After the Chernobyl catastrophe in April, 1986, at least three times authorities announced the shut down of the Chernobyl nuclear power plant. First, it happened after the first parliamentary hearing on Chernobyl in the Supreme Soviet of the USSR in 1989. Then, after the Soviet Union was dissolved in 1991, the same decision was adopted by the Ukrainian Parliament (Supreme Rada). But no one of these decisions worked.

Now, after U.S. President Clinton has visited Ukraine and promised $80 million to Ukraine to render the disaster site safe and improve investment in the Ukrainian energy industry, Ukraine has made the third decision to close Chernobyl NPP by the end of 2000. Now, it is opened that decision will be implemented. This is good news.

But the bad news on the Chernobyl catastrophe released by the United Nations in its report notes that the worst health consequences of the explosion are yet to come. The booklet titled "Chernobyl, A Continuing Catastrophe" issued in late April, 2000 by the UN Office for the Coordination of Humanitarian Affairs, emphasized that seven million people in Ukraine. Belarus and Russia are still suffering the effects of the Chernobyl catastrophe from 14 years ago. Three million among the victims of Chernobyl are children who need immediate treatment. These three countries are the most contaminated and effected and still spent a big part of their minimal budgets to help Chernobyl sufferers.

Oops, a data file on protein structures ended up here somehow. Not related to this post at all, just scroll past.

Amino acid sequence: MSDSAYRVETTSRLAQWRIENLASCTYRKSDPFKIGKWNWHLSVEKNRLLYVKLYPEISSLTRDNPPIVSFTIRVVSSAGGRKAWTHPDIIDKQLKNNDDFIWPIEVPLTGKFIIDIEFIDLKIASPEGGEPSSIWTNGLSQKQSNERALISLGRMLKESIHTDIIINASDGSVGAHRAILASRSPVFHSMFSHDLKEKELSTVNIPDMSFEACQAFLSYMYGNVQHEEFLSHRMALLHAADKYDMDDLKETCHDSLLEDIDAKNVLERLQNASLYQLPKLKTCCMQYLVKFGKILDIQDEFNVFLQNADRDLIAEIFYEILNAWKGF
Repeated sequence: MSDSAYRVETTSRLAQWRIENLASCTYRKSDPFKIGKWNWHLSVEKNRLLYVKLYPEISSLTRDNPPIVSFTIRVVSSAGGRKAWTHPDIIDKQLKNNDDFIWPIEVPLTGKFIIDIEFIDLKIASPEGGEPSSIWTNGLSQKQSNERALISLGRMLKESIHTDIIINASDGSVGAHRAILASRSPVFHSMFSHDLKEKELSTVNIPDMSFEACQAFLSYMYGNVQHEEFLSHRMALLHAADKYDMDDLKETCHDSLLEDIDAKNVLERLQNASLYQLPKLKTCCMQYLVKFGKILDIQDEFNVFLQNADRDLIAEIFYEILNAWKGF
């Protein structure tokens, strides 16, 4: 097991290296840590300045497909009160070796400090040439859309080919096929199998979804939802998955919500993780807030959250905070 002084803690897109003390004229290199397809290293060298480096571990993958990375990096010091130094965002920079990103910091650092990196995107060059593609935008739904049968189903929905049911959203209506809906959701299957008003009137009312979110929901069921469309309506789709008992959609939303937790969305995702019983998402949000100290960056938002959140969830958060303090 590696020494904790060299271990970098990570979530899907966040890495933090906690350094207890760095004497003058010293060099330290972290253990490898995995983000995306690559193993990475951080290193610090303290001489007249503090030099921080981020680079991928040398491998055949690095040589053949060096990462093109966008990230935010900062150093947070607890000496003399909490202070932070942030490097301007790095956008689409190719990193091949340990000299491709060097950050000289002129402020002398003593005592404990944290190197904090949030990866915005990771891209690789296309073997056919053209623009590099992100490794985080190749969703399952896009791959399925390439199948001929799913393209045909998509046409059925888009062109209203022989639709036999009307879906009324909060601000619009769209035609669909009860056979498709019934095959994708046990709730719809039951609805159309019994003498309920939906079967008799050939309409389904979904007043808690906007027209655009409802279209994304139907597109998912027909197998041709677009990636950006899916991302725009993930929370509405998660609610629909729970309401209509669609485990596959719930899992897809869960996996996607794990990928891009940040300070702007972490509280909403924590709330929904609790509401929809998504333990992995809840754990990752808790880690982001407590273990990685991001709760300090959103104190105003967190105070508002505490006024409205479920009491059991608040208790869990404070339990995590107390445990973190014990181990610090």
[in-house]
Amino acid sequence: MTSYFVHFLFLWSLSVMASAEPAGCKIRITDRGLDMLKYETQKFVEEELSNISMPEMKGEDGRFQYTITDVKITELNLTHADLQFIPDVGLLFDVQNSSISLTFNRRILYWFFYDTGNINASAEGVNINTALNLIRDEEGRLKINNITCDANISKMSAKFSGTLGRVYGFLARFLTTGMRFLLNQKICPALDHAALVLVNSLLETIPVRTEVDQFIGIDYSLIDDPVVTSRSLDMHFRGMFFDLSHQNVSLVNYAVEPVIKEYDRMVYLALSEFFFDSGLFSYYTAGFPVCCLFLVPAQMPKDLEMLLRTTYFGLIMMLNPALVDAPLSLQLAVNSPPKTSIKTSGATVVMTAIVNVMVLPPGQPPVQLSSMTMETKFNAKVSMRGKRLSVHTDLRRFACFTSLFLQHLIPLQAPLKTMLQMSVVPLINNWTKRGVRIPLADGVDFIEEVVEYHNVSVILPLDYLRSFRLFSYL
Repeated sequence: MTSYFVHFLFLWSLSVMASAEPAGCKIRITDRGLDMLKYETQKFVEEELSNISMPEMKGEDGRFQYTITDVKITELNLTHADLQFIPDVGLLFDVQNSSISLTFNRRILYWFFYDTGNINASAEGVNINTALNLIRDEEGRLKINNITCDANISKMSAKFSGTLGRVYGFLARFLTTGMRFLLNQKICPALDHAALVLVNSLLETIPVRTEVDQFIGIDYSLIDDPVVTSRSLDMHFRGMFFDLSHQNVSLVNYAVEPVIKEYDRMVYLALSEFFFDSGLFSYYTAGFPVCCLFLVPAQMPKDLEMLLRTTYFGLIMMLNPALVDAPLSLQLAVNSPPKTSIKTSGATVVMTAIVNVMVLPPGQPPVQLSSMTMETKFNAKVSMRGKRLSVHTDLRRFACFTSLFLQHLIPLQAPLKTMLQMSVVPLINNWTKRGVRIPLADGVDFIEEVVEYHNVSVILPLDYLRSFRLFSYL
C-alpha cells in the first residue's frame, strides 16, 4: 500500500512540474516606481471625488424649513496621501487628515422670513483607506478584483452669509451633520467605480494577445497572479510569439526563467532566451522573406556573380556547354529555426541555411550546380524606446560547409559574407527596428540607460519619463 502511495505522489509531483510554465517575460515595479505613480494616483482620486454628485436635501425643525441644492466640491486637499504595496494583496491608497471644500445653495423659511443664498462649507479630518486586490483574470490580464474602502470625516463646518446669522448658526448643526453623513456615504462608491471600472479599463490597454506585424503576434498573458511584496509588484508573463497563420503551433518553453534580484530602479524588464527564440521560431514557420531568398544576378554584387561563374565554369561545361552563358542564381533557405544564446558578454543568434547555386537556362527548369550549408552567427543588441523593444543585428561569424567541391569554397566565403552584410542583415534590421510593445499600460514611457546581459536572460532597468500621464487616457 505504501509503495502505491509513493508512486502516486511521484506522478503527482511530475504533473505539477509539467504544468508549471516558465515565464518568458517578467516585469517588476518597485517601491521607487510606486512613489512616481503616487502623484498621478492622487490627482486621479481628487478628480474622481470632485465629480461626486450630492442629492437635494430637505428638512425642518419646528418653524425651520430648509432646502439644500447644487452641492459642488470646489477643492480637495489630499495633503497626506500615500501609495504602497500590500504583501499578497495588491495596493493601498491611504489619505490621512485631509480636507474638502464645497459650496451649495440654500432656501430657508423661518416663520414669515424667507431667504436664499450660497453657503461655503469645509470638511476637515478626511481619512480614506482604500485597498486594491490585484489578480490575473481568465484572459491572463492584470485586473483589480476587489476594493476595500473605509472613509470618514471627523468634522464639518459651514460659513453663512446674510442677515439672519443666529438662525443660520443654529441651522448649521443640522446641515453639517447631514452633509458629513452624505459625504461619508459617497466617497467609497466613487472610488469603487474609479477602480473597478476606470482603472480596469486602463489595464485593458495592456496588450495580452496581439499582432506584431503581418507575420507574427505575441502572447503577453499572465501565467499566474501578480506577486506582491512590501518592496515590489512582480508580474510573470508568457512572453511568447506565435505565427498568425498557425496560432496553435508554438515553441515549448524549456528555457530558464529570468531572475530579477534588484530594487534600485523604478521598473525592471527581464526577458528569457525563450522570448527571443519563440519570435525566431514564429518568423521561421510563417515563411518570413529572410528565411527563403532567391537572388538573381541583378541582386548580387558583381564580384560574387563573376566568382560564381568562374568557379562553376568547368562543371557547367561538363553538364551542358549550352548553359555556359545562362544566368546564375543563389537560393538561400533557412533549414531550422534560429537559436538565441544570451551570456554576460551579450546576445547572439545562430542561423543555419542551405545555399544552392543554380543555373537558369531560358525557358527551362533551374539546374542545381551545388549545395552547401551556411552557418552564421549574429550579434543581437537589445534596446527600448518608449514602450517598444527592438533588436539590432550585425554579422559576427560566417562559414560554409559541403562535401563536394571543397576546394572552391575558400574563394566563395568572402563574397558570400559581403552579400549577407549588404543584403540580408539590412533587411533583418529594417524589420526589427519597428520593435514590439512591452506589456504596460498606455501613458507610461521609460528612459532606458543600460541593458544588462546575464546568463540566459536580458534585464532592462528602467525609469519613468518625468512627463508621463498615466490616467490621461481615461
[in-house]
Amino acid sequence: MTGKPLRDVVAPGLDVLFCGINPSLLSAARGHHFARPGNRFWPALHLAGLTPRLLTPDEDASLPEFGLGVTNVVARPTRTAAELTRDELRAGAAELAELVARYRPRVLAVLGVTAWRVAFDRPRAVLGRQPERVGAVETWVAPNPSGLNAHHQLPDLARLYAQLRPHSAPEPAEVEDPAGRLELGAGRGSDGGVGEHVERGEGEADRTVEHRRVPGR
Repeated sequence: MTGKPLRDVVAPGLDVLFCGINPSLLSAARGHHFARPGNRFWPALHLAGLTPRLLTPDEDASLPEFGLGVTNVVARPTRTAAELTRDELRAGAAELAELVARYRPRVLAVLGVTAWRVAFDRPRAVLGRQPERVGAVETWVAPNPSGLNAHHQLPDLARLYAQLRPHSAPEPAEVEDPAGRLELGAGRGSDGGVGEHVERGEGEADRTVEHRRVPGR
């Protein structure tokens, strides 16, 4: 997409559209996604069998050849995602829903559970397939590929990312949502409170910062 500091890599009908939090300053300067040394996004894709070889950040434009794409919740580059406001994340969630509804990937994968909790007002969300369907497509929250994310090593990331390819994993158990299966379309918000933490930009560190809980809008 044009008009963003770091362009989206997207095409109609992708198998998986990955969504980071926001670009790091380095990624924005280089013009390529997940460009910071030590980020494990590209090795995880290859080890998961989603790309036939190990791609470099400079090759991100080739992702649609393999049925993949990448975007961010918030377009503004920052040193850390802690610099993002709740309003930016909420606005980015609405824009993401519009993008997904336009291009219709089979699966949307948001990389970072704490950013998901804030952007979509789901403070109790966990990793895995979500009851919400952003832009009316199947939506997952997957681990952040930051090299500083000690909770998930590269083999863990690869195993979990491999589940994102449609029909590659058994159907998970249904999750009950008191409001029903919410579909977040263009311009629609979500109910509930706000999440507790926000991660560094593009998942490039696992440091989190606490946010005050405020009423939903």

According o the UN report, serious medical consequences will develop more because of delayed reactions to radiation exposure not being known until 2016 at the earliest. UN Secretary General Kofi Annan said that an original list of 60 UN Chernobyl projects had been shortened to the nine most urgent, sharing three in each country - Ukraine, Russia and Belarus. In addition to these projects, there will be modernization of hospitals, creation of a network of children's treatment centers, and cleaning up kindergartens, schools and hospitals.